Chariots of the Who? – part two
I posted a bit of a ramble about how I first encountered the book Chariots of the Gods? back in 1971 and how by 1972 the book had infected the collective consciousness enough that multiple evangelical pastors were feeling the need to preach sermons against it. The first U.S. paperback edition was published either just before or during my fourth grade in elementary school. At that point, in the U.S., the book had not yet become a bestseller. So the ancient alien ideas, and specific references to Erich von Däniken’s
hack history theories about how aliens had influenced the course of human history were just trickling into my life.
I promised a weird tale involving phosphorescent chalk and lime green three-piece suits, and that’s coming, I promise! So, fast forward to 1973…
My dad had been promoted and we had moved back to the town where my grandparents lived, becoming members of the Southern Baptist Church there, again. A documentary based on Chariots of the Gods had been dubbed into English with Rod Serling narrating and was released as a theatrical film. Not realizing that In Search of Ancient Astronauts was from the same book I had already been skeptical of, and since a friend wanted to go see it in the little theatre in town, I went. Based on conversations at school the next week, at least half the kids in town saw it during the three days it was playing.
A quick digression: the movie theatre in that small town played all movies on a very strict schedule: one movie would come to town and play Monday through Wednesday. Another movie would play Thursday through Sunday. No matter how sold out a movie was, it would not be held over. And because we were such a small town, there was only one movie distributor that would send movies our way, and they gave the theatre a limited set of choices. There was also apparently always some movies that were flagged by the distributor as mandatory each month.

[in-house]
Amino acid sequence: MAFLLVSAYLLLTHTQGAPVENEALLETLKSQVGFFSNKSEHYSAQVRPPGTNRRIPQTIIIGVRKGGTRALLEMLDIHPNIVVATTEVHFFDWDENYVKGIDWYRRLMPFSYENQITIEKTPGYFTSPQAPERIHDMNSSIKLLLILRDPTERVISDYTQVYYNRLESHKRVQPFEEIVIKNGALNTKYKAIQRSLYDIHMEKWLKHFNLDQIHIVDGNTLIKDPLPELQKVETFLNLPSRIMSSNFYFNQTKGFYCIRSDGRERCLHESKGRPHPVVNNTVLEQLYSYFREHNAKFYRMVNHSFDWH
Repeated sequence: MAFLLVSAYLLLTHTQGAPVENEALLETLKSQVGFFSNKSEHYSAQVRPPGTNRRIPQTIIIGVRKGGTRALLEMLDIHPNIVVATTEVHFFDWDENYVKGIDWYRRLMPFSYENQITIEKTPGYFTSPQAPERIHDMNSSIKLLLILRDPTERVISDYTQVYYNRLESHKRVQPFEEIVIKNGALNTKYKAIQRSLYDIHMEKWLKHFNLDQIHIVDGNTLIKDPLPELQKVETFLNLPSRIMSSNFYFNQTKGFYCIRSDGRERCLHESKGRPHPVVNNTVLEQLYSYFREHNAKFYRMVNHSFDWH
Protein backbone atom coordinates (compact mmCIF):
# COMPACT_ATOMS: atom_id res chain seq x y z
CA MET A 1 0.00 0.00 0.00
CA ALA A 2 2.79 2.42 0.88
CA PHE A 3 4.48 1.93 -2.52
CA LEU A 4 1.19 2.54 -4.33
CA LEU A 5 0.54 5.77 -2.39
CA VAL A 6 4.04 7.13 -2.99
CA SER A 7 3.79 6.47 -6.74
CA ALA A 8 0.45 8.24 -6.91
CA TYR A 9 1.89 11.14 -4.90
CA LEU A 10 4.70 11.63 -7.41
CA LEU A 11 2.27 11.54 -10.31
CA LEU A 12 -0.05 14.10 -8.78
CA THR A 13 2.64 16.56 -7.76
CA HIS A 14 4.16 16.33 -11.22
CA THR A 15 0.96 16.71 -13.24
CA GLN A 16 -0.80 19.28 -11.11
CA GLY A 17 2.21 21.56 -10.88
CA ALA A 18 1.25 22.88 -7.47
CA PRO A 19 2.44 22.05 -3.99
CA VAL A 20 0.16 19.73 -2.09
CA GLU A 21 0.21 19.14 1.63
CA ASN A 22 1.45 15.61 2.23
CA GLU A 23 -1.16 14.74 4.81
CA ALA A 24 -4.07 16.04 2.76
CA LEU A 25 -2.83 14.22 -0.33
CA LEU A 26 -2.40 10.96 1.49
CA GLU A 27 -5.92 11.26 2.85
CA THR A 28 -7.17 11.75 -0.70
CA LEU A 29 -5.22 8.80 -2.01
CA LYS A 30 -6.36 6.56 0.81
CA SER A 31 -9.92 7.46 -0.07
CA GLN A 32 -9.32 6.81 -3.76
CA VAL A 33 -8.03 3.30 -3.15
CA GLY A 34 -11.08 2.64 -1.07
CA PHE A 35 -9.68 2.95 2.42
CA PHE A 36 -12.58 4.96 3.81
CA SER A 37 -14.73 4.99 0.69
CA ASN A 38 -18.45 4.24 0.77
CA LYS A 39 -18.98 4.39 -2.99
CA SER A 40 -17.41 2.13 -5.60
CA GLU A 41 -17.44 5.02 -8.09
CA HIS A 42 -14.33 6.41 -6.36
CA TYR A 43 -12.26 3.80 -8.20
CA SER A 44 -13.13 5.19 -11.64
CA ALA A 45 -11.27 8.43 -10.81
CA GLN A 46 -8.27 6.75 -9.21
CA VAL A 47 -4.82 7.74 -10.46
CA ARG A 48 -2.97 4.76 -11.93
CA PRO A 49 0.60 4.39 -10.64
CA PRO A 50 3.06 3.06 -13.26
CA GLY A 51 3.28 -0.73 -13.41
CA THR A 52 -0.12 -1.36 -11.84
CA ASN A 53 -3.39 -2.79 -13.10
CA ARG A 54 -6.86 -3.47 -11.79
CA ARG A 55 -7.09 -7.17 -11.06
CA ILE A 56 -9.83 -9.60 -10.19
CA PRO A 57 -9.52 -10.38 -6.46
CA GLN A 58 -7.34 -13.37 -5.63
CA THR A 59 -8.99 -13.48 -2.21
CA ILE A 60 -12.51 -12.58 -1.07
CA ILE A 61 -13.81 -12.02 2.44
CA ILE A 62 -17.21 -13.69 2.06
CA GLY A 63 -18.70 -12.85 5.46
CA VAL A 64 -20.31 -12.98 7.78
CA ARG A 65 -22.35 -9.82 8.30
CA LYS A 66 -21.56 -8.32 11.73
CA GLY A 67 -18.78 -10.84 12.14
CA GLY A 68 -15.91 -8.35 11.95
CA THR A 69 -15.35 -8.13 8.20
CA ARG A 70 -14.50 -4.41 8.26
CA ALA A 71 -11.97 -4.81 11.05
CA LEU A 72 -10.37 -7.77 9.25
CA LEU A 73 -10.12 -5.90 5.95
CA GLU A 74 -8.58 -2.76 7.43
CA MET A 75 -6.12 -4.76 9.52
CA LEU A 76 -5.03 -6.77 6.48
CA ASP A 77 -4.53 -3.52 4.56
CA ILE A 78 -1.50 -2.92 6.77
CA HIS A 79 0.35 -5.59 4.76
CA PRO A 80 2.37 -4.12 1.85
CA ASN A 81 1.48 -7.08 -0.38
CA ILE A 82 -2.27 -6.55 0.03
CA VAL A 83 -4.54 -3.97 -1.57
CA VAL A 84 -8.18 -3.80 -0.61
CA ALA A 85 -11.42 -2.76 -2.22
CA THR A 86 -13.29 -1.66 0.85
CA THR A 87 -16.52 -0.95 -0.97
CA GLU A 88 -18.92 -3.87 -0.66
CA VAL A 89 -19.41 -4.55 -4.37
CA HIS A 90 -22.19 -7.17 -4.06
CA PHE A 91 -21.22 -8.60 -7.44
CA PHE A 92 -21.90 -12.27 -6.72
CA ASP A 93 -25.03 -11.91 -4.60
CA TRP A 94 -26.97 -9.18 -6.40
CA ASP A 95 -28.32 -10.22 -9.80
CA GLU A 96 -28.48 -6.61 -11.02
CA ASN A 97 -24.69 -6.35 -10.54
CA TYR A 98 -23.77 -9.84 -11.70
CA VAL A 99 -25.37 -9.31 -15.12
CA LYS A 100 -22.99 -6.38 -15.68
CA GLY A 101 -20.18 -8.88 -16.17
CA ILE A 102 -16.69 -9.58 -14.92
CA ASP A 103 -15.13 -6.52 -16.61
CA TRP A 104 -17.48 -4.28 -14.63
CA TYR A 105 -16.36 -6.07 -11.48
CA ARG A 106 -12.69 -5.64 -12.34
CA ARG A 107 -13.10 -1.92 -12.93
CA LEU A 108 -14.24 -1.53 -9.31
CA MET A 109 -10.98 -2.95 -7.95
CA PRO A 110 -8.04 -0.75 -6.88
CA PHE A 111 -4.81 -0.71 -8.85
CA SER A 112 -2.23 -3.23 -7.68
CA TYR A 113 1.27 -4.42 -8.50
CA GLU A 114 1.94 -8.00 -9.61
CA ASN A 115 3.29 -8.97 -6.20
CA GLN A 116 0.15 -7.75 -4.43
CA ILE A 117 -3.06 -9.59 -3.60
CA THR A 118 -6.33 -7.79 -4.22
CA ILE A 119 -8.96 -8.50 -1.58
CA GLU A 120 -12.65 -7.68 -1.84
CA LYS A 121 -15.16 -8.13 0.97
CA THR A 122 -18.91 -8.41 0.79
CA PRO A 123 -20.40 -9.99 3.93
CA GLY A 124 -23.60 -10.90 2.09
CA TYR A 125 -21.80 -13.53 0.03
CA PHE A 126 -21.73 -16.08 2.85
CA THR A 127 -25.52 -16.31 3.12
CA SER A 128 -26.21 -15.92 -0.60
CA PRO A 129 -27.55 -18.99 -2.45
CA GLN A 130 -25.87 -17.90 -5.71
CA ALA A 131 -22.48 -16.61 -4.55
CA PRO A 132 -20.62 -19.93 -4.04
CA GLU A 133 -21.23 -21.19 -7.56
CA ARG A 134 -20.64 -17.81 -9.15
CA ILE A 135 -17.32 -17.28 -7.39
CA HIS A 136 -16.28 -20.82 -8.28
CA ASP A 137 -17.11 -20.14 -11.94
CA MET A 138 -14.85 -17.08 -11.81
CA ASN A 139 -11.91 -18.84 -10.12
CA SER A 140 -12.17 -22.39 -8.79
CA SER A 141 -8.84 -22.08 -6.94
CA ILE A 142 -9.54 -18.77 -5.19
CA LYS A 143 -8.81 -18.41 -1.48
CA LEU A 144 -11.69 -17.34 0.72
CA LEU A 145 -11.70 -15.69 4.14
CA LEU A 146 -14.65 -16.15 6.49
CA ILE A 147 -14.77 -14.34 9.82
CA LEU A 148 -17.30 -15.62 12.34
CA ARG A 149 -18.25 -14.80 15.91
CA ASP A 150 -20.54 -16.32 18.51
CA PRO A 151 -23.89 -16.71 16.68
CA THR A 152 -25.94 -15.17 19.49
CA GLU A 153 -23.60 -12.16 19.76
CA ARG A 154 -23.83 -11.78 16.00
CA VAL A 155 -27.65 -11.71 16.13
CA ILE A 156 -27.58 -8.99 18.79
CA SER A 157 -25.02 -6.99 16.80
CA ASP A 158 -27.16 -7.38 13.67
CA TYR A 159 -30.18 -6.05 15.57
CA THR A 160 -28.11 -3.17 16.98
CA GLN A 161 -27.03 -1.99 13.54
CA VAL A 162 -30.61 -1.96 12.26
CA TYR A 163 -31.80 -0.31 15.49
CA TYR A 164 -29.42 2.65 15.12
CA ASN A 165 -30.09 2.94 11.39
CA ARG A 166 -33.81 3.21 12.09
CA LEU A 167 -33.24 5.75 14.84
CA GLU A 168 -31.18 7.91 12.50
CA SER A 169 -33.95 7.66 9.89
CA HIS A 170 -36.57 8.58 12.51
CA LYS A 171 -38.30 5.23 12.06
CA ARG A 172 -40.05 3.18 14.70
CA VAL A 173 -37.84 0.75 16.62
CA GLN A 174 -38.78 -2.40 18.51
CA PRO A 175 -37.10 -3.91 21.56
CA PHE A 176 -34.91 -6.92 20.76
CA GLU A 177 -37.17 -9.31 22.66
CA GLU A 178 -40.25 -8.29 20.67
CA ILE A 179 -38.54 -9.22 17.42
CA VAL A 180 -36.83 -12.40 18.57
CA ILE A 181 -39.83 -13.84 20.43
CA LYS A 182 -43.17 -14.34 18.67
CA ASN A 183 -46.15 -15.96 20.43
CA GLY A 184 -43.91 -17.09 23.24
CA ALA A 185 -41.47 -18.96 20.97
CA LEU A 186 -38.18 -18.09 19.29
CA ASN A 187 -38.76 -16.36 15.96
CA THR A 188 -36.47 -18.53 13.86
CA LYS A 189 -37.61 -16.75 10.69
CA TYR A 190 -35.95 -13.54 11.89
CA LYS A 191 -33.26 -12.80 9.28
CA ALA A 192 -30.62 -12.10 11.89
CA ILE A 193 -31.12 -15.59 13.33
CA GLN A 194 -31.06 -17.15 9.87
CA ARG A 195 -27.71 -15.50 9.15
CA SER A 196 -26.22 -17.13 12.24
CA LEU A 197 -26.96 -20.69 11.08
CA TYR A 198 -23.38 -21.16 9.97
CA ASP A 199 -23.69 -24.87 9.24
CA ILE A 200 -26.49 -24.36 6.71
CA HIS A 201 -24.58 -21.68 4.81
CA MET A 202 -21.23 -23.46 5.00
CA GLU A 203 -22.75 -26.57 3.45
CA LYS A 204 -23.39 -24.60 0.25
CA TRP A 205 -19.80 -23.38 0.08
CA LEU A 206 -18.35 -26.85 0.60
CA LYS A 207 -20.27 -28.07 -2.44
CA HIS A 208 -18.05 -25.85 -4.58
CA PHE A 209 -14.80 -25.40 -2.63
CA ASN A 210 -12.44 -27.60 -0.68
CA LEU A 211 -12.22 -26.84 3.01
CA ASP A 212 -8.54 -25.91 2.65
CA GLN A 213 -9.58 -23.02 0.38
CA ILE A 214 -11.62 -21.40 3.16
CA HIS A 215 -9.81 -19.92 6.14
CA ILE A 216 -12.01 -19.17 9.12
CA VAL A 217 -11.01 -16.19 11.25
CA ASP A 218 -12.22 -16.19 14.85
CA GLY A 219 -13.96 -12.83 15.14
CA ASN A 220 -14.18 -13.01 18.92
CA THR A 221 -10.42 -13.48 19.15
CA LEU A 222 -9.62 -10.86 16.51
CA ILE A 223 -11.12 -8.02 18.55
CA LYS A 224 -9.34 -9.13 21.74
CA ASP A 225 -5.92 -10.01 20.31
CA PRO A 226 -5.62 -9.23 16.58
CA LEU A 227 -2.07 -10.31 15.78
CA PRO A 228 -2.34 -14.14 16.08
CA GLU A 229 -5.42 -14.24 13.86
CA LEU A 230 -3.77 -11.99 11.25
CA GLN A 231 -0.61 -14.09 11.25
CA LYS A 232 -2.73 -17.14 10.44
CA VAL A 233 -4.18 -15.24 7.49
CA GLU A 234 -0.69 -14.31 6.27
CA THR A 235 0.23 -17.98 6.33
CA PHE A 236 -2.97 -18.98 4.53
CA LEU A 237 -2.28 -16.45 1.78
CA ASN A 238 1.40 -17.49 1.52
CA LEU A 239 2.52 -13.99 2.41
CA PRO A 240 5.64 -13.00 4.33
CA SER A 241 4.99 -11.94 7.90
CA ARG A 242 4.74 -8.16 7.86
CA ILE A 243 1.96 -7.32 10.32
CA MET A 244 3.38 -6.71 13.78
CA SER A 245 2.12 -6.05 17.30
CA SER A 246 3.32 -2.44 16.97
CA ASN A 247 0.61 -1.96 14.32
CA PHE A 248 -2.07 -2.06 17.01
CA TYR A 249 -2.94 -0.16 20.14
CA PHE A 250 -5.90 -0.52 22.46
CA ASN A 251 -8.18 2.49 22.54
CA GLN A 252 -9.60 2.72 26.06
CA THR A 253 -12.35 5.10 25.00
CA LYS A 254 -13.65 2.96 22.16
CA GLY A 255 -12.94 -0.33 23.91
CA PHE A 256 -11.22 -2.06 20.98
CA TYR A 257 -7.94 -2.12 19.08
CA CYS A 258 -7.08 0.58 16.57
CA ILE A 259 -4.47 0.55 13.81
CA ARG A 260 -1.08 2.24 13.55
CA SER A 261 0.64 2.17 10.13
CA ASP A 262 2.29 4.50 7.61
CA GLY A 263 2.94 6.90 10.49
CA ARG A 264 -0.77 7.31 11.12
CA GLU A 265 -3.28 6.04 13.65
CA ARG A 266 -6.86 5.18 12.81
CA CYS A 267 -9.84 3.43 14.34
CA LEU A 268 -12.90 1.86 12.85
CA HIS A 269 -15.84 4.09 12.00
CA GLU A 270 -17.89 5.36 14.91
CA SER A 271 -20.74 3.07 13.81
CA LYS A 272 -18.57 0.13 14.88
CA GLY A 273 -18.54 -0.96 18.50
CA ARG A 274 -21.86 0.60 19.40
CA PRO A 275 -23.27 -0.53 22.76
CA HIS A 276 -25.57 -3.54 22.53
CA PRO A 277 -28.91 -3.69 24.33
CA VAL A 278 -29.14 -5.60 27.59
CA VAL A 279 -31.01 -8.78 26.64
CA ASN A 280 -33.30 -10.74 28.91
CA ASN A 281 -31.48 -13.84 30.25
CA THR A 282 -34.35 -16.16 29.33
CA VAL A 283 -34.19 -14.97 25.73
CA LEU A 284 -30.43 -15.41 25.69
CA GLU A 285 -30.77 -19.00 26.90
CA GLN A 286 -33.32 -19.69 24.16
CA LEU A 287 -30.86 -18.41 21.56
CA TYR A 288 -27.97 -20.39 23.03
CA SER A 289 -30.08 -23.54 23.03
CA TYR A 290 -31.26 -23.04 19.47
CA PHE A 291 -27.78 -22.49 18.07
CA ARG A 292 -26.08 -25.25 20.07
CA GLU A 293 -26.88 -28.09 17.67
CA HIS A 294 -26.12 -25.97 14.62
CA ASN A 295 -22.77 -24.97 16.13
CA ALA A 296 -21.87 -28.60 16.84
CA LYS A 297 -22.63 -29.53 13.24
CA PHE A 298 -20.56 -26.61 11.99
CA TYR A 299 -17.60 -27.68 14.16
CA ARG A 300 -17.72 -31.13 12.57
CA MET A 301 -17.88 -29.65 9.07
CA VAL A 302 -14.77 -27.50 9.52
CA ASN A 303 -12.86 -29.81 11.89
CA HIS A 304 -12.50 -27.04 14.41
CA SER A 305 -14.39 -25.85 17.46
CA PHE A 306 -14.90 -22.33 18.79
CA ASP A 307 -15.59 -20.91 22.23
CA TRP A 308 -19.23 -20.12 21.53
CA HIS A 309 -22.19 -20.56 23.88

Anyway, suddenly everyone at school was talking about the figures drawn on South American plains, and the stone faces on Easter Island, and all kinds of absolute poppycock about pyramids and ancient Eqypt. Our local pastor wound up talking a bit about the movie in a sermon, though he stuck to a rather simple refutation of the more outrageous historical inaccuracies. Our pastor leaned toward the theological school that god didn’t perform vast spectacular showy miracles willy nilly, because doing that all the time would negate the need to have faith. So he didn’t spend a lot of time trying to replace von Däniken’s aliens with angels and acts of god.
Then, the documentary was broadcast on network television. I also understand that it was circulated to a lot of schools, as well. The new paperback edition became a best-seller.
For our next revival week the church brought in a guy whose schtick was chalk drawings. He would give a sermon as a story, and while he talked, he had a big pad of paper on an easel and he sketched out in chalk some sort of landscape scene which was related to the story in some way. Then, he would reach the dramatic climax of the story, make some clichéd comment about Jesus, and with a flourish turn on a black light that was part of the easel, which would reveal a shining cross in the middle of the sky, or maybe transform the idyllic pond and hillside into the hill of Calvary with all three crosses on it, or some other religious symbol.
It was a clever schtick, because the first time you’re mildly curious about what he’s drawing and listening to the story, then genuinely surprised at the reveal. During all the subsequent evenings, you’re watching much more closely because you’re trying to see when he’s drawing the symbols you can’t see until the black light is turned on. It became quite a thing in evangelical circles in subsequent years: Christian bookstores started selling Chalk-Talk Kits that were a bit of a cheat. The phosphorescent image was already printed on the paper in ink that, in ordinary light, was the same color as the paper. You could draw just about anything on the sheet with the chalk, then shine the black light on it and see an image of a cross, or some scene from a Biblical story.